Research sheds light on post-sepsis immune suppression mechanism

NewsGuard 100/100 Score

Severe sepsis from bacterial or viral infections can be life-threatening and even people recovering from severe sepsis may experience long-lasting effects on the immune system, making them more susceptible to recurrent infections. The causes for this sepsis-induced immune suppression are not well understood and lack an effective treatment. To better understand the cause, Katherine MacNamara and colleagues from Albany Medical College, USA, analyzed the blood stem cells of mice with prior sepsis and their results were recently published in the journal Stem Cell Reports.

During acute infection, blood stem cells in the bone marrow are activated by signaling molecules called inflammatory cytokines, which make them divide and migrate to the blood stream to generate large quantities of immune cells outside the bone marrow. Once infection is eliminated, cytokine levels return to baseline and blood stem cell activation and immune cell production stops.

To understand how this process gets dysregulated after severe sepsis resolves, the researchers analyzed the blood stem cells of mice and found them to be fully recovered and functional in the bone marrow of mice 20 days after sepsis. However, upon a second round of inflammatory stimulation, using the stem cell mobilizing agent G-CSF, the blood stem cells of sepsis survivors did not undergo a new round of activation and mobilization as did those in mice without prior sepsis.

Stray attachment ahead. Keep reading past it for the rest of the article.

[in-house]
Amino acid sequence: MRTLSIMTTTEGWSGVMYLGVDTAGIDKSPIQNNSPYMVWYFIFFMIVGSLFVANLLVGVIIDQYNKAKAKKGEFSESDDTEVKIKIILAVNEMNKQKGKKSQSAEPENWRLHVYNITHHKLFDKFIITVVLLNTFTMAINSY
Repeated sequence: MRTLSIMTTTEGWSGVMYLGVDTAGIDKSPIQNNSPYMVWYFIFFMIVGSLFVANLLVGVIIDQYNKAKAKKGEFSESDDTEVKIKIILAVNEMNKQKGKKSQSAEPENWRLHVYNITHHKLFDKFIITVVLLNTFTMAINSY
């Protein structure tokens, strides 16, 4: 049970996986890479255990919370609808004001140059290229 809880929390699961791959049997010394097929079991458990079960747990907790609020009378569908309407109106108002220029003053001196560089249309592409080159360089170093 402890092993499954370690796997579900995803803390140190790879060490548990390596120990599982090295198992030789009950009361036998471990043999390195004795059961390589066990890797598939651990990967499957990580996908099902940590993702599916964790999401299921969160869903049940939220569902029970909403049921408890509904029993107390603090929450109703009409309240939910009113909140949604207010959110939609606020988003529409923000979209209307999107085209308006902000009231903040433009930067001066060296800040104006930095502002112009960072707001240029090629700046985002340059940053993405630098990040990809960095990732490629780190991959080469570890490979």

Consequently, immune cells were not efficiently produced in those mice with prior sepsis. These observations could explain why following sepsis, patients are unable to efficiently combat new infections and why giving inflammatory cytokines and G-CSF specifically to sepsis patients had no effect against secondary infections in previous clinical trials. This knowledge may help to identify new treatments for patients with post-sepsis immune suppression.

Source:
Journal reference:

Biswas, N., et al. (2024) Survivors of polymicrobial sepsis are refractory to G-CSF-induced emergency myelopoiesis and hematopoietic stem and progenitor cell mobilization. Stem Cell Reports. doi.org/10.1016/j.stemcr.2024.03.007.

Comments

The opinions expressed here are the views of the writer and do not necessarily reflect the views and opinions of News Medical.
Post a new comment
Post

While we only use edited and approved content for Azthena answers, it may on occasions provide incorrect responses. Please confirm any data provided with the related suppliers or authors. We do not provide medical advice, if you search for medical information you must always consult a medical professional before acting on any information provided.

Your questions, but not your email details will be shared with OpenAI and retained for 30 days in accordance with their privacy principles.

Please do not ask questions that use sensitive or confidential information.

Read the full Terms & Conditions.

You might also like...
Study finds microplastics in blood clots, linking them to higher risk of heart attacks and strokes